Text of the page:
As medical students, we are introduced to the physical examination and learn to correlate abnormal findings with pathognomonic features of different diseases. As residents, we continue developing our physical exam skills while mastering daily patient workflows—checking laboratory values, ordering tests, and following up on diagnostic studies. However, our early education in the physical exam means that a new admission still brings the thrill of a new set of lungs and heart to auscultate, an abdomen to palpate, and legs to check for pitting edema.
As a resident, I have learned many new things that have enhanced my understanding of medicine and patient care. Although our education comes from many sources, including lectures, teaching rounds, and medical literature, some of my most memorable lessons have been at the bedside. I have gained an appreciation for a certain aspect of the patient encounter that typically does not appear in a progress note or morning presentation but has become one of the most useful diagnostic and prognostic tools in my clinical acumen—smell.
In certain cases, it is the odors that emanate in a patient’s room that have proven to be as important in making a diagnosis as their renal function or the opacity on their chest X-ray.
The unforgettable odor of Mrs. D was one that I had become intensely familiar with during the early months of my intern year. Mrs. D was a 65-year-old with diabetes and chronic kidney disease who presented to the emergency room with 2 days of worsening diffuse abdominal pain and diarrhea. On admission, the initial clinical suspicion was that she had viral gastroenteritis—but the odor that emanated throughout her room gave me the diagnosis—Clostridium difficile colitis. Although the medical literature detailed the pathophysiology, diagnostic criteria, and treatment of her condition, there was no mention of the disease’s smell. In that moment, I experienced the Proust Effect, a theory in which odors have the exceptional ability to assist with memory recall.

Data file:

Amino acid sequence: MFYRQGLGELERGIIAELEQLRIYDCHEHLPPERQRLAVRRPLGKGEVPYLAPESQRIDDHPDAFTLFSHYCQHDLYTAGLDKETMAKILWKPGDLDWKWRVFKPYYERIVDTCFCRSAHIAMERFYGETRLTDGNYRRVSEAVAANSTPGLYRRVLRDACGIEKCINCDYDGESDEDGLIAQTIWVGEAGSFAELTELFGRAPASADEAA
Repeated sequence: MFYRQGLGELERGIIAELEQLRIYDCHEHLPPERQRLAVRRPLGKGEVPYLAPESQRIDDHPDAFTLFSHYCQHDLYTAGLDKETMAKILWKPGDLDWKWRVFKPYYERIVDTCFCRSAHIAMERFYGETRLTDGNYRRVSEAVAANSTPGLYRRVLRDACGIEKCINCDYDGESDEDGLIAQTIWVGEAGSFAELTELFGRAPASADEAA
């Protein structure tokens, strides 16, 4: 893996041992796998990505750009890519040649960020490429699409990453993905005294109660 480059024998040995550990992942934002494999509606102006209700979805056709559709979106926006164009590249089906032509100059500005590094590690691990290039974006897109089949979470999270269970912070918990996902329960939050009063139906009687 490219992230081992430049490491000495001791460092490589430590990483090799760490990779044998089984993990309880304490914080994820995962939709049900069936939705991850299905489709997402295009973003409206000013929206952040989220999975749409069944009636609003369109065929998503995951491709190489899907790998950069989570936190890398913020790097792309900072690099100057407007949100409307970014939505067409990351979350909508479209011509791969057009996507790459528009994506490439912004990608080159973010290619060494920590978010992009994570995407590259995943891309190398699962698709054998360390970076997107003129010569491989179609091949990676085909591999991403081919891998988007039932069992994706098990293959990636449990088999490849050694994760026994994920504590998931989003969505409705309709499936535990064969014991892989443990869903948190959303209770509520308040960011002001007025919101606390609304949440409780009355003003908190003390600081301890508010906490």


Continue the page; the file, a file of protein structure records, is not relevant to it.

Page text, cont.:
Stool tests would take 1 to 2 days to confirm my suspicion, but given her unique malodor, I initiated empiric treatment. Test results confirmed the diagnosis, but starting the treatment earlier saved her a day in the hospital (as well as a few trips to the toilet).
Although I will never remember the white blood cell count and serum creatinine that were used to assess the severity of Mrs. D’s infection, I will never forget that scent. This reflection has helped me realize why medical educators preach the holy grail of the physical examination. It is not a feeble attempt to reach a diagnosis, but rather a valuable resource that can provide clues and lessons that can teach us much more than a test result on a computer screen. It also reminds me of our true calling in this profession—spending time at the bedside directly interacting with and caring for patients.
While my understanding of evaluating anemia, interpreting cardiac catheterization reports, and analyzing lipid profiles has made me a more competent doctor, the intangible bedside skills of consoling patients, explaining their conditions to loved ones, and using all available information to truly know how they’re doing have made me a better physician. Until artificial intelligence develops an olfactory nerve, the utility of a patient’s aroma will still be an unparalleled experience exclusive to the bedside.
The author wishes to thank Jaclyn Rivington for providing editorial feedback on this essay.